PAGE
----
Let me ask you about taxes. There are two pieces. First the Village taxes are going up.
The other piece is Mayor Hartill has been trying to get town taxes reduced for Villagers for parity between taxes and services rendered. Those are the two pieces.
The Village has a lot of commercial uses. The Village is part of the Town. The Town is willing to do more for the Village. The Village, being part of the Town, has an obligation to the Town to pay whatever taxes are statutory. These are statutory matters. This isn't something that's worked out in the back room between two people.
It's a statutory system, because the State operates with equalization rates. Taxes are paid to the County, taxes are paid to the Town, and it's all worked out according to law and statutory issues. The Town just got a new supermarket down the on the corner, Lansing Market. So the Town gets a few more commercial uses, but most of the commercial use in the Town is in the Village.
Just like, if you go to Skaneateles, that village pays lots of taxes to the Town of Skaneateles. But there youo have a lot of huge houses that are on the lake. It's not as pronounced here. Here the Village and the Town is more rural. The Town is quite rural. It's just something that happens because it's the nature of the beast. The Village is an integral part of the Town. People in the Town come to the Village. They eat in the Village restaurants. They probably shop in the village supermarket and go to the village pharmacy. So it's all part of the same parcel.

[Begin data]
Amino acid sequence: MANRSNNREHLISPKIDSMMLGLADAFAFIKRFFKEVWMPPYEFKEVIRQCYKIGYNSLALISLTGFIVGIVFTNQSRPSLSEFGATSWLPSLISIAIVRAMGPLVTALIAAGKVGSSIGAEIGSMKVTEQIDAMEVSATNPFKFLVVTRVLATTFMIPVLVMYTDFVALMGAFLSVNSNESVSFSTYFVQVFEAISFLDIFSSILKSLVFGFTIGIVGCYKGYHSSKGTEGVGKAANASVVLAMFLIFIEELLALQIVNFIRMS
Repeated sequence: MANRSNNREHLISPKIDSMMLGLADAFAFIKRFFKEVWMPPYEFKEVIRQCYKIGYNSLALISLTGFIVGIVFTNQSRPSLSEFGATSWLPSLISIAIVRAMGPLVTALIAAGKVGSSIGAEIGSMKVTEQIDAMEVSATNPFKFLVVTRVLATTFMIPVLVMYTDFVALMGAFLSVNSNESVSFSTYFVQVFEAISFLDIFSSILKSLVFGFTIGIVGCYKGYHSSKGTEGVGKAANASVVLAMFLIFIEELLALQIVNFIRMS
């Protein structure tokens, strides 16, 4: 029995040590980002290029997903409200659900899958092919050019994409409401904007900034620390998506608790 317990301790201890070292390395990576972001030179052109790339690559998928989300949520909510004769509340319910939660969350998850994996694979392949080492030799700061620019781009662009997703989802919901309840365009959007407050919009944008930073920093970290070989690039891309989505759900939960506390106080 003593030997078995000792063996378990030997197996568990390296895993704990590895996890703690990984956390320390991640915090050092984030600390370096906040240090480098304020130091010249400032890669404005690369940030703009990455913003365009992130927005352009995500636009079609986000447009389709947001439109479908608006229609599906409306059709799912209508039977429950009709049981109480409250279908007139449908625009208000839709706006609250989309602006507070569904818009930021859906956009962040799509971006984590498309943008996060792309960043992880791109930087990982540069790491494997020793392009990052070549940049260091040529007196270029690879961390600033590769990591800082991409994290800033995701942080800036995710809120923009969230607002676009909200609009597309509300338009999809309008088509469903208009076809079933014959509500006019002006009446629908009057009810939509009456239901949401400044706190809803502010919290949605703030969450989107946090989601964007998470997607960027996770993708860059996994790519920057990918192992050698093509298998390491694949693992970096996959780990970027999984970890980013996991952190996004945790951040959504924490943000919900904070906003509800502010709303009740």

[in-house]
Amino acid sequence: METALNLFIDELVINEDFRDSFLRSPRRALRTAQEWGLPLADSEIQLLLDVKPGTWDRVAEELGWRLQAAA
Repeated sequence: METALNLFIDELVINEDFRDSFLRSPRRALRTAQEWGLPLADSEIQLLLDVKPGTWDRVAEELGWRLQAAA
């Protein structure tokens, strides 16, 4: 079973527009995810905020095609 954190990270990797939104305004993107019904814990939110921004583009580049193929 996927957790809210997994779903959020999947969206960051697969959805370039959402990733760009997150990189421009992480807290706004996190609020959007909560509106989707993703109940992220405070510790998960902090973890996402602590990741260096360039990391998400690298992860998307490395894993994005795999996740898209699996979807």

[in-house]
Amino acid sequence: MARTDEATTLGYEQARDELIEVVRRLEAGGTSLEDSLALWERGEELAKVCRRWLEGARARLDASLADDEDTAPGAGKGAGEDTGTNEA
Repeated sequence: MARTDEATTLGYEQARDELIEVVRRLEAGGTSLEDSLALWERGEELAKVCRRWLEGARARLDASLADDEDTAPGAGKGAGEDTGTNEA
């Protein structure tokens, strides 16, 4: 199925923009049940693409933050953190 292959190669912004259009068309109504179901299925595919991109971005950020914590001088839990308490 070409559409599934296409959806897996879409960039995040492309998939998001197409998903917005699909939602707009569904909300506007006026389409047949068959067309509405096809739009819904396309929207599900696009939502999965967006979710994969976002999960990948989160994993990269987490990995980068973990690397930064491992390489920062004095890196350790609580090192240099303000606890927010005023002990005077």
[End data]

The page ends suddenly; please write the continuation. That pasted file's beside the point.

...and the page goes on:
I could look into it now, but as I sit here now... if anybody is profligate it is the Village itself. They built this nice new Village hall -- it looks like a train station. Then the Town offers to plow the roads and the Village goes out and buys a plow. Then they have to buy a garage to put it in and a place where they keep the salt.
If they were really concerned about all this we would look for ways to merge services with the Town. It could be purchasing... it could be all kinds of ways to save money for the Village, and also, maybe for the Town. This could all be worked out with more cooperation.
What would you like people to know about your candidacy that we haven't already discussed?
I've been involved in politics all my life in one way or another. Even though I wasn't going to run, I decided to do it. In many ways it's an act of love and service. Although the other side is going to say I'm a single issue candidate, I'm not. I'm a well rounded, open minded, nice person that wants to get along with people. I don't have my mind made up about anything except for on particular issue. I'm very open minded about everything else.
I want to get along. I want to be useful. I want to be honest. And I want people to access me, even if it's just for a barking dog next door. I'm doing this because I've done it all my life. And even though I wasn't going to do it, it's an act of love and service for me.